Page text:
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  • I was Discharged for Not Taking the COVID-19 Shot: What Now?

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    So, you stuck to your guns and refused to get the jab? When everyone else caved to pressure from peers and their command, you stood strong and refused to compromise your convictions. And the military rewarded your courage by discharging you from the service for misconduct and, most likely, with a less than fully honorable discharge. What now?

    Fortunately, not all discharge decisions are final. Each service branch has a Discharge Review Board (DRB) and Board for Correction of Military Records (BCMR) established to correct errors and remove injustices from the official military records of service members. These boards can upgrade and correct a veteran’s characterization of service, reenlistment code, and narrative reason for separation, among other things.

    MJA has successfully helped veterans upgrade their discharge characterizations of service and has battled the military’s unlawful COVID-19 policies from the beginning. Contact our military defense lawyers now to learn more.

    UNJUST SEPARATIONS

    Thousands of service men and women across the military branches have been administratively discharged for refusing to take the COVID-19 vaccine. Many of these veterans had sincerely held religious beliefs against the vaccine and submitted religious accommodation requests but were discharged before federal courts stepped in to protect them against separation. Those veterans were unjustly separated in violation of their due process and constitutional rights. In order to restore those rights, veterans must seek relief from federal court or one of the military’s administrative review boards.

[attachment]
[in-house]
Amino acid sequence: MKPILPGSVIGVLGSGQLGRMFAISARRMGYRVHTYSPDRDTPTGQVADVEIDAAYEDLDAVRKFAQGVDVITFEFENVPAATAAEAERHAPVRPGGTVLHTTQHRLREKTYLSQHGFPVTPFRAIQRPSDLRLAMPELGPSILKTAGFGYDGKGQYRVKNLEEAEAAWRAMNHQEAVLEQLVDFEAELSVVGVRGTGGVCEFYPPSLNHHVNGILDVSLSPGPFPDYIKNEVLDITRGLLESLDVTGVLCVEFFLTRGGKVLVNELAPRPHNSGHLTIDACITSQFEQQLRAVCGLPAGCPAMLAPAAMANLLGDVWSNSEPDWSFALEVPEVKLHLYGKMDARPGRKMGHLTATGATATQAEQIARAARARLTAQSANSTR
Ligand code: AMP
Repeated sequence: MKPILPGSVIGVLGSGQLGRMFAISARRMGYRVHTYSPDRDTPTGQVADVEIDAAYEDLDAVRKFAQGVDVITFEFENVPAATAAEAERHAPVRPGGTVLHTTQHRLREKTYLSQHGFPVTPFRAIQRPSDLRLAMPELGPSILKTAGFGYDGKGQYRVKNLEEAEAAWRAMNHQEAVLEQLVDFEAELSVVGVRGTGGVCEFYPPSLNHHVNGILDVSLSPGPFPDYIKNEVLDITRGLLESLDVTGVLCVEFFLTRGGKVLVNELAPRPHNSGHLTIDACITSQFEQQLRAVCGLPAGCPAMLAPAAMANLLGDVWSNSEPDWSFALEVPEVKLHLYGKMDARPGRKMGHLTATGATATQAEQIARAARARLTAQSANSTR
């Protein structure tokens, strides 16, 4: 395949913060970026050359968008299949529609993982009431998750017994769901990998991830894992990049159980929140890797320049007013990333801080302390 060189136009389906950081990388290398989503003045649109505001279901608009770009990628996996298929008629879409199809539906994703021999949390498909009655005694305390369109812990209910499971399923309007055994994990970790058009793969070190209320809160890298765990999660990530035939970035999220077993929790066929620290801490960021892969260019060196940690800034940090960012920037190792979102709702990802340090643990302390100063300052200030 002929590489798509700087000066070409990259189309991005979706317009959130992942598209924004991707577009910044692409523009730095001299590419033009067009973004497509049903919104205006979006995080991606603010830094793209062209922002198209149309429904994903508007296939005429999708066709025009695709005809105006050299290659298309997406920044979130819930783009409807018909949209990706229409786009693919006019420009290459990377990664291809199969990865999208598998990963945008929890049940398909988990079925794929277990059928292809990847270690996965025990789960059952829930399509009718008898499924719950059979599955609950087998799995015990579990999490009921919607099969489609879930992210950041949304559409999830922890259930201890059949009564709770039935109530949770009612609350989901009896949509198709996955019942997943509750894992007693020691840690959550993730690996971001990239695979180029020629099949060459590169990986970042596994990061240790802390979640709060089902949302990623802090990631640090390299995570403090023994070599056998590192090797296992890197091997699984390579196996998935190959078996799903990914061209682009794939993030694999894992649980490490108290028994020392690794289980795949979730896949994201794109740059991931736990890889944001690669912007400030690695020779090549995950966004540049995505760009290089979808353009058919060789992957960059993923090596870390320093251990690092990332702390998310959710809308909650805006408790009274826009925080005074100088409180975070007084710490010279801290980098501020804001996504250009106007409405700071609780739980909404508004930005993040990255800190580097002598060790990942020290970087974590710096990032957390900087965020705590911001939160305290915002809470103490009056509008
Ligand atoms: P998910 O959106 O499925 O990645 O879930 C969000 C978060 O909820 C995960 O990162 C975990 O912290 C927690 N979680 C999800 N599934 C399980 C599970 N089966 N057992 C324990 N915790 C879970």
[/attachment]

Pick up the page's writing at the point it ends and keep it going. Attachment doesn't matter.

DISCHARGE REVIEW BOARDS

    For veterans simply seeking to upgrade their characterization of service or change the reason they were discharge, the discharge review boards provide a great option.

    Pursuant to federal law, each military branch maintains a Discharge Review Board (DRB) which meets regularly to review submissions and hear oral arguments in favor of applicants. Veterans seeking a discharge upgrade may, within 15 years from their military discharge, petition one of the following DRBs:

    The DRBs are authorized to reconsider discharges not ordered by sentence of a general court-martial and non-medical in nature; upgrade characterizations of service; issue re-enlistment codes; and restore rank as a matter of propriety and/or equity and fairness.

    One of the biggest advantages of the DRB is that an applicant has the right to request a personal appearance in front of the board. The veteran can represent himself at the personal appearance or be represented by counsel.

    BOARDS FOR CORRECTION OF MILITARY RECORDS